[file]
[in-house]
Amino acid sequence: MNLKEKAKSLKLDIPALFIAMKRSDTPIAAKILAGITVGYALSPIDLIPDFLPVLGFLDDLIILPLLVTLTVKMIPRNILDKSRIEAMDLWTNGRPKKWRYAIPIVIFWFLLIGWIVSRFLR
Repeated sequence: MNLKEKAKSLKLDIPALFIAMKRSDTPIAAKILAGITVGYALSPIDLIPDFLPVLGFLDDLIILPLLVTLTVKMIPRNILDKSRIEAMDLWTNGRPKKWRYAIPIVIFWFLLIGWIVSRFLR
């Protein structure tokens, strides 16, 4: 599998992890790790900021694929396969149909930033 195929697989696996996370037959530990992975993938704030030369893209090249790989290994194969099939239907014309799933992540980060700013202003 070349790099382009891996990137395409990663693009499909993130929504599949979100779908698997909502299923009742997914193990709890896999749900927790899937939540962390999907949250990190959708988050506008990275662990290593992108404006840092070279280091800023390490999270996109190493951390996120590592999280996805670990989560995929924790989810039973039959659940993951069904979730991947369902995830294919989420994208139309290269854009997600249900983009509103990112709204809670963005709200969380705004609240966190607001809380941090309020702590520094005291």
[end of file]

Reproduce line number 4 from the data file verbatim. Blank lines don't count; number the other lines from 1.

């Protein structure tokens, strides 16, 4: 599998992890790790900021694929396969149909930033 195929697989696996996370037959530990992975993938704030030369893209090249790989290994194969099939239907014309799933992540980060700013202003 070349790099382009891996990137395409990663693009499909993130929504599949979100779908698997909502299923009742997914193990709890896999749900927790899937939540962390999907949250990190959708988050506008990275662990290593992108404006840092070279280091800023390490999270996109190493951390996120590592999280996805670990989560995929924790989810039973039959659940993951069904979730991947369902995830294919989420994208139309290269854009997600249900983009509103990112709204809670963005709200969380705004609240966190607001809380941090309020702590520094005291």